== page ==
The Azerbaijanis did not dare to assault the flotilla itself. They drove refuelers to apartment buildings and threatening to burn them down with the people inside, started negotiating. Meanwhile they were engaged in a “safer” activity – throwing newborns out of the windows of Krupskaya maternity hospital. The Azerbaijanis also undertook an attempt to seize the Military Marine Academy – they demanded the Armenian officers and their families for revenge.
“Meanwhile massacres are going on in the city. The territory of the flotilla is packed with people who seek our help. Here one can meet Armenians, Russians and even Azerbaijanis, who do not want to participate in the massacres and fear revenge for that,” Safarov testifies. According to the story, the situation continued until 19 January, when the arms were at last given back to the flotilla. “Troops are expected to be deployed into the city, and we are supposed to screen them,” he remembers.
Troops started to enter the city at night of 19-20 January. “They went from three directions sweeping barricades on their way. They were shot at from the windows. Interestingly, those shots came from the Russians and Armenians’ flats so that the response fire did not damage the Azerbaijanis’ flats,” the author notes.
He writes that the Azerbaijanis had placed two rows of people in front of the barricades of lorries: one was made of Armenians hands tied to each other, the second row consisted of women, old people and children – residents from the houses nearby. A microbus with some fifteen armed thugs hid behind the barricade.
The approaching troops did not suspect that the crowd to which they spoke with a megaphone urging to disperse and clear their way, were in reality hostages. “In response, gunfire bursts from the barricades. The major and some of the soldiers fall on the ground. These were the first military losses. Shooting out all the cartridges, the thugs hastily get into the microbus, which disappears in the narrow side streets of the city outskirts,” the author writes.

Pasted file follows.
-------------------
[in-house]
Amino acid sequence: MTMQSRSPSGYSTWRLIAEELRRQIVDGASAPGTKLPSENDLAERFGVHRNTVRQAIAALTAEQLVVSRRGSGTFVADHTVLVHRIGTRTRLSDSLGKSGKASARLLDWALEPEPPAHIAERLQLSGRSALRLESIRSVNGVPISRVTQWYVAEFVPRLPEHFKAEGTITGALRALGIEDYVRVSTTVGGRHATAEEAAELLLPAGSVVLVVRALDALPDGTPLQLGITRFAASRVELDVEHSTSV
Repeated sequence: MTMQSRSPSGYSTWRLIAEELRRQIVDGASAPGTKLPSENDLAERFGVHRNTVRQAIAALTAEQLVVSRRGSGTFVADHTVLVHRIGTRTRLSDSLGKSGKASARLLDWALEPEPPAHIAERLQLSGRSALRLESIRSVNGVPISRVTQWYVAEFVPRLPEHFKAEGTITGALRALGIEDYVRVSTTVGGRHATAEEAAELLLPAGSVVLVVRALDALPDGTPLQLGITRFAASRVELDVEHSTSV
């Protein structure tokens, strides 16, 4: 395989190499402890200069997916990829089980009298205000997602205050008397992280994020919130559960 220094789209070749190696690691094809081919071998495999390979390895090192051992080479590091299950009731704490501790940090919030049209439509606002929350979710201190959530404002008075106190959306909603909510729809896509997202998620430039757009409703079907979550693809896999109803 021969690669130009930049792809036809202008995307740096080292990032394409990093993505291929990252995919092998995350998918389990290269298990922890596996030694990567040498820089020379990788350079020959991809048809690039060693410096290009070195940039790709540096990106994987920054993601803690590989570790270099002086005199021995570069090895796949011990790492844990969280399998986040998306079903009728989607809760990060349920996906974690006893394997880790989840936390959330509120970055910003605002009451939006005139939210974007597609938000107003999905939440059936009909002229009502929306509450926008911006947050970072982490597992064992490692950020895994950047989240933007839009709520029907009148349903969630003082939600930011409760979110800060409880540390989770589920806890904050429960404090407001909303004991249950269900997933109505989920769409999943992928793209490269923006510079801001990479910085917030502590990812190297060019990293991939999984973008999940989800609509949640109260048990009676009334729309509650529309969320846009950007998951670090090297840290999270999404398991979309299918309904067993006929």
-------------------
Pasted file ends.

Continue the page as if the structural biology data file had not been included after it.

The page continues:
When the tanks drove at the barricades, the Azerbaijanis in the “second row” disappeared, while the Armenians tied in the first row were tangling themselves in the ropes and falling down. Realizing that those were hostages, the officers freed them and advised them to go home. Little did they know that those people had no homes any more. “So now they are running by the tanks’ side. They have no one else to rely on and they are running with their last bit of strength: they know that if they fall behind, they will be finished off. They believe that the Soviet soldier will not let the Soviet people be killed,” the author writes.
A night combat was on in the city: the troops were shooting into the air, while being under an aimed fire conducted from the roof corners and windows. In Salyan barracks, Azerbaijani cadets were fighting against their fellow soldiers, according to the story.
“On the fourth day, the Azerbaijani side asked an armistice to bury those killed from its side. To that aim, they asked the Defense Minister marshal Yazov to take the troops away from the city streets. They also asked him to take away the units stationed in Baku streets completely. They justly reasoned that there will be no need to expect for mercy after seeing all their atrocities with their own eyes. Yazov acceded to their request, and the tanks and soldiers hid behind the fences of enterprises,” Safarov recalls.
The funeral was conducted in a special pomp. An endless flow of a million people went to the alley of the solemn funeral. Later, those graves will become an evidence for all the visitors how the army killed unarmed people, and even not only Azerbaijanis… On the burial place, the minister Elmira Gafarova promised in powerful speakers to take revenge for the victims and vowed that those wrong will be choked in their own blood.
Those wrong, these are all we…
Prepared with the assistance of the Public Relations and Information Center of the Office of the President of Armenia, Yerevan.